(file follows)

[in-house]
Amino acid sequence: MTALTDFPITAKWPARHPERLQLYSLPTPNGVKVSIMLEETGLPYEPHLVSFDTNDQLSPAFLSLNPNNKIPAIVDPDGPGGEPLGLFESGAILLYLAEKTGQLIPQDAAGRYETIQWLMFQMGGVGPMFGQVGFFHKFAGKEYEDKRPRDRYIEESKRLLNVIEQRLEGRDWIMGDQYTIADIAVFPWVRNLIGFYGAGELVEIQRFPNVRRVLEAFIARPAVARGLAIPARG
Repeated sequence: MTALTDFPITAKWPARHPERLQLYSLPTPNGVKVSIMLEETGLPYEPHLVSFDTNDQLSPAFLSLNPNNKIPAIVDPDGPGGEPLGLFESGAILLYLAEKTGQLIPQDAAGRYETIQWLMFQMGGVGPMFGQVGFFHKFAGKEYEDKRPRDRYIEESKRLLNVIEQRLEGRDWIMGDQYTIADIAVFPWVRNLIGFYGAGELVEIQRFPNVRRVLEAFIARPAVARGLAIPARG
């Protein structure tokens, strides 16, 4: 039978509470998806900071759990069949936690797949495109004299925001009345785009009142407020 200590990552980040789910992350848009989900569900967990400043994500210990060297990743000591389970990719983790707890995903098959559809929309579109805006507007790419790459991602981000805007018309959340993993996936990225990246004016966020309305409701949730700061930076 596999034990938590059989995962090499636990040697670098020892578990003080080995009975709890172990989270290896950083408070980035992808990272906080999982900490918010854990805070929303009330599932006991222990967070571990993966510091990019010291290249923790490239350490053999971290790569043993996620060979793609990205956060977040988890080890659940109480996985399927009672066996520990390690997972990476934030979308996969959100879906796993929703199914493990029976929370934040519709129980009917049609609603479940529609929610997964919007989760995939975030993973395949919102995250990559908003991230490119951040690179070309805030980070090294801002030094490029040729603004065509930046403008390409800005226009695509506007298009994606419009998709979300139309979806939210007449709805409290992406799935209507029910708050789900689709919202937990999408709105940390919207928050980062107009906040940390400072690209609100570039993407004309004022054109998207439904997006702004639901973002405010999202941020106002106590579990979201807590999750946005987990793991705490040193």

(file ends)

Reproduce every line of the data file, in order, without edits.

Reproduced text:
[in-house]
Amino acid sequence: MTALTDFPITAKWPARHPERLQLYSLPTPNGVKVSIMLEETGLPYEPHLVSFDTNDQLSPAFLSLNPNNKIPAIVDPDGPGGEPLGLFESGAILLYLAEKTGQLIPQDAAGRYETIQWLMFQMGGVGPMFGQVGFFHKFAGKEYEDKRPRDRYIEESKRLLNVIEQRLEGRDWIMGDQYTIADIAVFPWVRNLIGFYGAGELVEIQRFPNVRRVLEAFIARPAVARGLAIPARG
Repeated sequence: MTALTDFPITAKWPARHPERLQLYSLPTPNGVKVSIMLEETGLPYEPHLVSFDTNDQLSPAFLSLNPNNKIPAIVDPDGPGGEPLGLFESGAILLYLAEKTGQLIPQDAAGRYETIQWLMFQMGGVGPMFGQVGFFHKFAGKEYEDKRPRDRYIEESKRLLNVIEQRLEGRDWIMGDQYTIADIAVFPWVRNLIGFYGAGELVEIQRFPNVRRVLEAFIARPAVARGLAIPARG
């Protein structure tokens, strides 16, 4: 039978509470998806900071759990069949936690797949495109004299925001009345785009009142407020 200590990552980040789910992350848009989900569900967990400043994500210990060297990743000591389970990719983790707890995903098959559809929309579109805006507007790419790459991602981000805007018309959340993993996936990225990246004016966020309305409701949730700061930076 596999034990938590059989995962090499636990040697670098020892578990003080080995009975709890172990989270290896950083408070980035992808990272906080999982900490918010854990805070929303009330599932006991222990967070571990993966510091990019010291290249923790490239350490053999971290790569043993996620060979793609990205956060977040988890080890659940109480996985399927009672066996520990390690997972990476934030979308996969959100879906796993929703199914493990029976929370934040519709129980009917049609609603479940529609929610997964919007989760995939975030993973395949919102995250990559908003991230490119951040690179070309805030980070090294801002030094490029040729603004065509930046403008390409800005226009695509506007298009994606419009998709979300139309979806939210007449709805409290992406799935209507029910708050789900689709919202937990999408709105940390919207928050980062107009906040940390400072690209609100570039993407004309004022054109998207439904997006702004639901973002405010999202941020106002106590579990979201807590999750946005987990793991705490040193």